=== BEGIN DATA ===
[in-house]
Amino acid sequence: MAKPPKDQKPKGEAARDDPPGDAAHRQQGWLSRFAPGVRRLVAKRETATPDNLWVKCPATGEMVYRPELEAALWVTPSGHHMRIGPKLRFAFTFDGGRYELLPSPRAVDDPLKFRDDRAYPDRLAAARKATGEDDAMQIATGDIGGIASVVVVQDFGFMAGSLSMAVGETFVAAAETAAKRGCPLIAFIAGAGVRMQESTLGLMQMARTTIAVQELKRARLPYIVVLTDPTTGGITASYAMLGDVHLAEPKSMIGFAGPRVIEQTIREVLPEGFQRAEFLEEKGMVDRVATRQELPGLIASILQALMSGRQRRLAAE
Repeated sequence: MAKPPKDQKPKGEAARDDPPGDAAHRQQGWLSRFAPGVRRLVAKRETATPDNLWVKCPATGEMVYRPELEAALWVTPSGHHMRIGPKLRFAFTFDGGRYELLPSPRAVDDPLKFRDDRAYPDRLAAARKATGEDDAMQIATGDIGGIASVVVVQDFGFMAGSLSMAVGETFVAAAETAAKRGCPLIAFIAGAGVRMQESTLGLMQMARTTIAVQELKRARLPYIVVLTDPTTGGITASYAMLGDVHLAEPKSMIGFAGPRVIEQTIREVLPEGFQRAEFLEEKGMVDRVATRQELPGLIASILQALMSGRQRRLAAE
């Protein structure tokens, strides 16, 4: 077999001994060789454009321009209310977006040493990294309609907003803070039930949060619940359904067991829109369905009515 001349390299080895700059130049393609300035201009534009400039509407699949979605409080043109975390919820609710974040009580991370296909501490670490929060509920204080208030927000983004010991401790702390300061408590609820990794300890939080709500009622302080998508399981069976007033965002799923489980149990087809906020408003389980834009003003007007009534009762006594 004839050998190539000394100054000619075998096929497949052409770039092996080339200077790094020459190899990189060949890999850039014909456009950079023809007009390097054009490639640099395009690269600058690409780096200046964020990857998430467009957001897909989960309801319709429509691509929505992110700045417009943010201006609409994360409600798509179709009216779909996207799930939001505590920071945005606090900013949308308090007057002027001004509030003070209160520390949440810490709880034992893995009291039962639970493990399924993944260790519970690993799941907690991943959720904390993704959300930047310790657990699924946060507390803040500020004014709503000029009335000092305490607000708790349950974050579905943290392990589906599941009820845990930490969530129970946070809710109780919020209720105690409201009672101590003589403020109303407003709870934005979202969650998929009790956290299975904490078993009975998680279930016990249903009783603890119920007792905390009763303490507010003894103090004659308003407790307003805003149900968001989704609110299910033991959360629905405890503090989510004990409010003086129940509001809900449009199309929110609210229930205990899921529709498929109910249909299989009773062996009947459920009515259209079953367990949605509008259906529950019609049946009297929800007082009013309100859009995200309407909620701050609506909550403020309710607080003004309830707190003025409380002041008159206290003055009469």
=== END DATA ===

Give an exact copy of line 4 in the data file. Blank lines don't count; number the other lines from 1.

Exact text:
């Protein structure tokens, strides 16, 4: 077999001994060789454009321009209310977006040493990294309609907003803070039930949060619940359904067991829109369905009515 001349390299080895700059130049393609300035201009534009400039509407699949979605409080043109975390919820609710974040009580991370296909501490670490929060509920204080208030927000983004010991401790702390300061408590609820990794300890939080709500009622302080998508399981069976007033965002799923489980149990087809906020408003389980834009003003007007009534009762006594 004839050998190539000394100054000619075998096929497949052409770039092996080339200077790094020459190899990189060949890999850039014909456009950079023809007009390097054009490639640099395009690269600058690409780096200046964020990857998430467009957001897909989960309801319709429509691509929505992110700045417009943010201006609409994360409600798509179709009216779909996207799930939001505590920071945005606090900013949308308090007057002027001004509030003070209160520390949440810490709880034992893995009291039962639970493990399924993944260790519970690993799941907690991943959720904390993704959300930047310790657990699924946060507390803040500020004014709503000029009335000092305490607000708790349950974050579905943290392990589906599941009820845990930490969530129970946070809710109780919020209720105690409201009672101590003589403020109303407003709870934005979202969650998929009790956290299975904490078993009975998680279930016990249903009783603890119920007792905390009763303490507010003894103090004659308003407790307003805003149900968001989704609110299910033991959360629905405890503090989510004990409010003086129940509001809900449009199309929110609210229930205990899921529709498929109910249909299989009773062996009947459920009515259209079953367990949605509008259906529950019609049946009297929800007082009013309100859009995200309407909620701050609506909550403020309710607080003004309830707190003025409380002041008159206290003055009469």